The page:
The class of ‘23: worst off school-leavers yet?

The generation who lost critical months of schooling and weren’t able to sit their GCSEs now approaching a dysfunctional university

A Levels
The cohort‘s A levels this year were their first public examinations
(Image credit: Matthew Horwood/Getty Images)

“One of the hardest parts of growing up is learning that life is not fair,” said the Evening Standard. This year’s cohort of A-level students, though, will have grasped that lesson with no difficulty whatsoever.

This is the generation who lost critical months of schooling in Years 10 and 11 due to pandemic closures, and weren’t able to sit their GCSEs. Their A levels this year were their first public examinations – yet, unlike the previous three years, they missed out on the more generous teacher-assessed grades: the Government decided that a return to tighter pre-pandemic standards of A-level marking in England was needed (Wales and Northern Ireland put it off for another year).

As a result, said Tara Cobham in The Independent, the proportion of A* and A grades awarded in England slumped from 35.9% to 26.5%, while that of low grades surged. More university applicants than ever (nearly 48,000) failed to get a place, leaving them to take their chances in the clearing system. However, 79% of UK applicants did gain a place at their first-choice institution, down only marginally from 81% last year, and higher than in 2019.

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‘Bordering on madness’

“At some point, A-level grades had to be returned to their pre-Covid standards in order to retain their credibility,” said Martin Stephen in The Daily Telegraph. But unfortunately, “we have moved to rectify that problem too quickly”, inflicting “yet another blow on the lockdown generation”. That the quality of one’s grades depends on which part of the UK one took the exam in is “bordering on madness”.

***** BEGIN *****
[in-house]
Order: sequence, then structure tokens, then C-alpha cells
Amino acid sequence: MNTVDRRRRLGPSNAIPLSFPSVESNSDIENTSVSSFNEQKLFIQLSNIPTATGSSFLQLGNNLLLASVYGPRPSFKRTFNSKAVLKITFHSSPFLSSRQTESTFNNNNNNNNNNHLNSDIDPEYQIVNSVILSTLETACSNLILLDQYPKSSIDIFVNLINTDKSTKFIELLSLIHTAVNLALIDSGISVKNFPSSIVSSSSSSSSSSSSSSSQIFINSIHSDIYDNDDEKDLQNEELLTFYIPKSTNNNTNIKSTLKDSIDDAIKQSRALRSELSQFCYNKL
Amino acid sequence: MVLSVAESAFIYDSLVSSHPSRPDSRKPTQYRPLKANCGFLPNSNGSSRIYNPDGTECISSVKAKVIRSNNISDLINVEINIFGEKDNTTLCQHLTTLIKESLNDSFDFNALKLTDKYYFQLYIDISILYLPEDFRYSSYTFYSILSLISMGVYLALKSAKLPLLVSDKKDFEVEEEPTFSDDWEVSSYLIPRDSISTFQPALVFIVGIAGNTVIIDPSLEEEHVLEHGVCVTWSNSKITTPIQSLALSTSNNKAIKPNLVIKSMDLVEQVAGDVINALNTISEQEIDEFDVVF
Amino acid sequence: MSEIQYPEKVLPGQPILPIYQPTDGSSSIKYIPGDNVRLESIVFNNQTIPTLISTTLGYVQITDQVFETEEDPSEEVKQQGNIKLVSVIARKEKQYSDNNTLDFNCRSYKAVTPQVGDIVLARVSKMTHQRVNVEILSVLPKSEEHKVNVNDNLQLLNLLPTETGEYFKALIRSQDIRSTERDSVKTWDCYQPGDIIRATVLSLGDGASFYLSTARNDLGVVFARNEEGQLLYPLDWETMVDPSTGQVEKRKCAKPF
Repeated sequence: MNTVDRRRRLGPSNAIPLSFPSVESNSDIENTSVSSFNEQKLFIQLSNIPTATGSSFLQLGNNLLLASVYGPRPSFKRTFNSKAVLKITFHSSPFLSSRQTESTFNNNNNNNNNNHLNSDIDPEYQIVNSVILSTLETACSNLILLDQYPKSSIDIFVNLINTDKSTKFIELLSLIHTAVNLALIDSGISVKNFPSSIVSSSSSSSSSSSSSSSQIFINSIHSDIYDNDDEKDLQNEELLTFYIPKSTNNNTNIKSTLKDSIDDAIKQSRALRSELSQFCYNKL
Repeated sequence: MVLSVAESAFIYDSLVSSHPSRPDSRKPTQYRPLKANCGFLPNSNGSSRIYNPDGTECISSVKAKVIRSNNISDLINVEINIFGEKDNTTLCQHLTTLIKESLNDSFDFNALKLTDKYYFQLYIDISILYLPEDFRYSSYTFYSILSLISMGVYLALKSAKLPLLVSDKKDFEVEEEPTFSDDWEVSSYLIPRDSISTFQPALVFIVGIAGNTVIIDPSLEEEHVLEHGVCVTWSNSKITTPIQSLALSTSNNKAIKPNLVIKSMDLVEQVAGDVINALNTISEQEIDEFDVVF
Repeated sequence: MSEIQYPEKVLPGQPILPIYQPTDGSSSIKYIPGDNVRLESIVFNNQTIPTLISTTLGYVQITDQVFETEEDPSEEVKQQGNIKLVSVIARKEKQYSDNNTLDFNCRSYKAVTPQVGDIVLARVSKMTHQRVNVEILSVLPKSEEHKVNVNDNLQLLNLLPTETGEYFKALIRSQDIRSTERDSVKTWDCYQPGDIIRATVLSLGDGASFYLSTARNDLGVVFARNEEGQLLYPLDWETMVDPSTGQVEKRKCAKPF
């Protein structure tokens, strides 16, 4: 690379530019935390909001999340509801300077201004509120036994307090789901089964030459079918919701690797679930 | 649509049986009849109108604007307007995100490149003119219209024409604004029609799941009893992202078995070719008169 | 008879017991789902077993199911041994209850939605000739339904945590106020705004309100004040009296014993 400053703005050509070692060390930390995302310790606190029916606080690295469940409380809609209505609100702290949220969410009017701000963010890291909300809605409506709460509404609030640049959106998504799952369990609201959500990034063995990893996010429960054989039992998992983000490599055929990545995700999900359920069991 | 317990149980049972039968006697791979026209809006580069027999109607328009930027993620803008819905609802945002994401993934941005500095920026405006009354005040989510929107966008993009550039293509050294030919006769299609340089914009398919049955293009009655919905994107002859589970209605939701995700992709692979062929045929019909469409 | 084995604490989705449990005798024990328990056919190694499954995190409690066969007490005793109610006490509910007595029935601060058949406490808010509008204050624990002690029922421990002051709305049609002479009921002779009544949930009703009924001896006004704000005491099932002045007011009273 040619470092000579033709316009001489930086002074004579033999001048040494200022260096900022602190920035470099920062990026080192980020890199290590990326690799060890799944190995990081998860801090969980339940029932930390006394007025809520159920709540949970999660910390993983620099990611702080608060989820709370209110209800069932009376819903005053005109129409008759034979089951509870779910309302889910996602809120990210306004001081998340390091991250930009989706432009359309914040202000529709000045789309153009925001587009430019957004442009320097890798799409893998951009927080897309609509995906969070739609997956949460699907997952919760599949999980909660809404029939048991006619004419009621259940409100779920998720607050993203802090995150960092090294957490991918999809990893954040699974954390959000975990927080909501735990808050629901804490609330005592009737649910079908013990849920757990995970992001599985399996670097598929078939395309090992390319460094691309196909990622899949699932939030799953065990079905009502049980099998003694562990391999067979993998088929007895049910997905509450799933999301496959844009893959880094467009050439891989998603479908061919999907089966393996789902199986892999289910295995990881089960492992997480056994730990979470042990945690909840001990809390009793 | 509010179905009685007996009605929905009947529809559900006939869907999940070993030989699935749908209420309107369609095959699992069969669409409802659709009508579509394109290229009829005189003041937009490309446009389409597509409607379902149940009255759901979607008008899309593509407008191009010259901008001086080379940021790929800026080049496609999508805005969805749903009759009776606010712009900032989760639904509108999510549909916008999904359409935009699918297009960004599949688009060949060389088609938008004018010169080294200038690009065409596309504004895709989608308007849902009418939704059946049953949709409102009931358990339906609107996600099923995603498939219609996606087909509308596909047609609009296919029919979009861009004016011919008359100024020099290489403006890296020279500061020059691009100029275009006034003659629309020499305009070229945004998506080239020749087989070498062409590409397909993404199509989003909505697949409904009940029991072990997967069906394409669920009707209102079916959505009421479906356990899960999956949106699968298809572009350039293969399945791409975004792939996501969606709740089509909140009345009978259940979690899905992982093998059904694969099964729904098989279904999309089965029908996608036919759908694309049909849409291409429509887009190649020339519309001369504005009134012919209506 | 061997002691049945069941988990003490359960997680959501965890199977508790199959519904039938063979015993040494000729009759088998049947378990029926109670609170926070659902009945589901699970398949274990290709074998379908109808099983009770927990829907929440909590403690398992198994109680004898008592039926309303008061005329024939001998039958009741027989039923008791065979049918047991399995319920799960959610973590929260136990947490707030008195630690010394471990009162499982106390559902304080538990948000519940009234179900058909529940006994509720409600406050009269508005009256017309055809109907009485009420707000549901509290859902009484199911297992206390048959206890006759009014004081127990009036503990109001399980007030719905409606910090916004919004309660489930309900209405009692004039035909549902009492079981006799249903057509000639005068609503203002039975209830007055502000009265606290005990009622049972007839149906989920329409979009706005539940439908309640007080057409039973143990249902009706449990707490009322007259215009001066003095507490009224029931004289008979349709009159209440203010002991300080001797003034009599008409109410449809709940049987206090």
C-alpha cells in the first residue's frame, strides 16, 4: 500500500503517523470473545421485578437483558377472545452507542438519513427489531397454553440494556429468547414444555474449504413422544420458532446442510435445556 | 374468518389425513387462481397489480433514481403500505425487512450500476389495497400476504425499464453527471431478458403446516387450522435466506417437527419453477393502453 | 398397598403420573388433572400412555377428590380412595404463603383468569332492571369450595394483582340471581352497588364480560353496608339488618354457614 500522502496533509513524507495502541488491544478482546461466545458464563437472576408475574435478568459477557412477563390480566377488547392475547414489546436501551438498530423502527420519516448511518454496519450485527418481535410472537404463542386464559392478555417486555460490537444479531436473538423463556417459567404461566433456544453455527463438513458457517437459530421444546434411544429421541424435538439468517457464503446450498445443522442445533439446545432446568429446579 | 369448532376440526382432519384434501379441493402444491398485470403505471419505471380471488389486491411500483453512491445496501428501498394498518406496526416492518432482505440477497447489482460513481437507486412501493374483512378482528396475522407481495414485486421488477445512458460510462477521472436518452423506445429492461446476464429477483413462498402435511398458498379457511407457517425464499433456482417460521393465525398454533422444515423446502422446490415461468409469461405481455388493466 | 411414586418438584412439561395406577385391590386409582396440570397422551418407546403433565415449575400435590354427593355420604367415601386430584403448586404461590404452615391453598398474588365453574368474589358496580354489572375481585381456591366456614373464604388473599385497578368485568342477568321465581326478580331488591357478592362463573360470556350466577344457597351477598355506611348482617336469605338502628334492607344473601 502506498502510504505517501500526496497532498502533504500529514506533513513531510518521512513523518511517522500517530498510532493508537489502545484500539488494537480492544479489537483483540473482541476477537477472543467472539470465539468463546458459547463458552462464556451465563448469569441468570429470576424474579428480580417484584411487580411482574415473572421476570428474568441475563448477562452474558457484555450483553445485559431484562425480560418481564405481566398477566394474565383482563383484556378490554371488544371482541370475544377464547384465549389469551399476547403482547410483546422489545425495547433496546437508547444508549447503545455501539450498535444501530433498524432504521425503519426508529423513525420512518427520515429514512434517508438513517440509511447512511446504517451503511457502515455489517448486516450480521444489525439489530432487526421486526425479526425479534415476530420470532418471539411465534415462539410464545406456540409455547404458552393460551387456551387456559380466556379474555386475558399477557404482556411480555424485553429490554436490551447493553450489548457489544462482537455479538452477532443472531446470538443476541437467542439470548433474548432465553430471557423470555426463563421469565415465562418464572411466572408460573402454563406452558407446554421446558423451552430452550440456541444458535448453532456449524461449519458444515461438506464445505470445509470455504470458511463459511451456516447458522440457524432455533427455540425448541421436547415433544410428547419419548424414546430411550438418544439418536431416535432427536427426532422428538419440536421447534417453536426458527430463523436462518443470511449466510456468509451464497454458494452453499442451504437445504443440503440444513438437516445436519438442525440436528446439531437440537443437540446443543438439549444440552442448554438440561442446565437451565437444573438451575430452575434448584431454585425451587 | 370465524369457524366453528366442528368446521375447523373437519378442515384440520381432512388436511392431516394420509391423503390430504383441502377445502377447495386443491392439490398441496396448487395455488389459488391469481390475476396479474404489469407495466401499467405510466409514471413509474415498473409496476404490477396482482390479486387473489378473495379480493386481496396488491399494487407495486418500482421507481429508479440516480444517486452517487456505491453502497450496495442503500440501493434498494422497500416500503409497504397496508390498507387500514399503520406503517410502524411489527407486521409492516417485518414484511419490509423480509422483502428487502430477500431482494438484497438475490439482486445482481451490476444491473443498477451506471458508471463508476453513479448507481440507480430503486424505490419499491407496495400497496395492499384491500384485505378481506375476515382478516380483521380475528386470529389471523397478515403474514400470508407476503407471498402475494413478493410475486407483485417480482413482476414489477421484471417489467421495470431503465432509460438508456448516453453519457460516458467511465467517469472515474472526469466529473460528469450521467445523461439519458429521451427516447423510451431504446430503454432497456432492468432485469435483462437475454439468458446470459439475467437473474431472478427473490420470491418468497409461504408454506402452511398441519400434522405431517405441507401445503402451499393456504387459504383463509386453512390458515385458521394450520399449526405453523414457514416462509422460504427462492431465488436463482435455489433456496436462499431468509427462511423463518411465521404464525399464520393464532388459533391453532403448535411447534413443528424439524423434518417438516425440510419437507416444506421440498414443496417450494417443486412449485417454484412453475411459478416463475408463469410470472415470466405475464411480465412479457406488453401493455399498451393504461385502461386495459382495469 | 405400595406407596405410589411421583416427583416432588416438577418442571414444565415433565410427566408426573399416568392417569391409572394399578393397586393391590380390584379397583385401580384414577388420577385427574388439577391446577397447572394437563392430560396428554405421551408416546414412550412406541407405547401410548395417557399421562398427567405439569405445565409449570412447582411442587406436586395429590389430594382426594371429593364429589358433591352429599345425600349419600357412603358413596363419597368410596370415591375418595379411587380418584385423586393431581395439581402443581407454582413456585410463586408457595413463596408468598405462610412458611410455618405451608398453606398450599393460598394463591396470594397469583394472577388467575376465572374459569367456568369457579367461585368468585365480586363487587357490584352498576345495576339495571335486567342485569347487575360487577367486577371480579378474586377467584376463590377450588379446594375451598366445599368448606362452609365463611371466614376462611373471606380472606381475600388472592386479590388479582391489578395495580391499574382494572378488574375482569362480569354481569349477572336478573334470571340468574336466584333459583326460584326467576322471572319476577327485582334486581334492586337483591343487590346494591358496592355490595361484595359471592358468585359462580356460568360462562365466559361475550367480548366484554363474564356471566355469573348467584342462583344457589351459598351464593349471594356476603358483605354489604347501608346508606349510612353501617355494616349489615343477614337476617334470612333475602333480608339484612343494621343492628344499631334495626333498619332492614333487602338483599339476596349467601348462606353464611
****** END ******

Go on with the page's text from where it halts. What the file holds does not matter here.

Education Secretary Gillian Keegan tried to reassure disappointed pupils by telling them employers won’t care about their A-level results “in ten years’ time”, said The Guardian. Of course, no one wants exams to “make or break” young people’s lives. But it’s still a “bizarre” argument for someone in her job to make. Good exam results build “self-esteem and a sense that hard work is rewarded”, and shape future life chances. Alas, this year’s results confirm that “a gulf” is widening “between the most- and least-deprived pupils, and between independent and state schools”.

‘Return to normality’

No one would blame this year’s crop of school-leavers for “feeling hard done by”, said Alan Smithers in the Evening Standard. But the return to normality is “actually good news”. Whereas “wildly over-generous” marking led to misjudgements and higher drop-out rates at universities, students – as well as admissions officers and employers – will once again have a sound basis for making decisions.

All those who passed their exams deserve congratulations, said The Times – but also sympathy: those heading to university now enter a troubled sector beset by underfunding, accommodation shortages and the “disgraceful” marking boycott by lecturers at 145 institutions. “This year’s school-leavers did well to gain A levels in a tough climate; they do not deserve to have university life ruined as well.”

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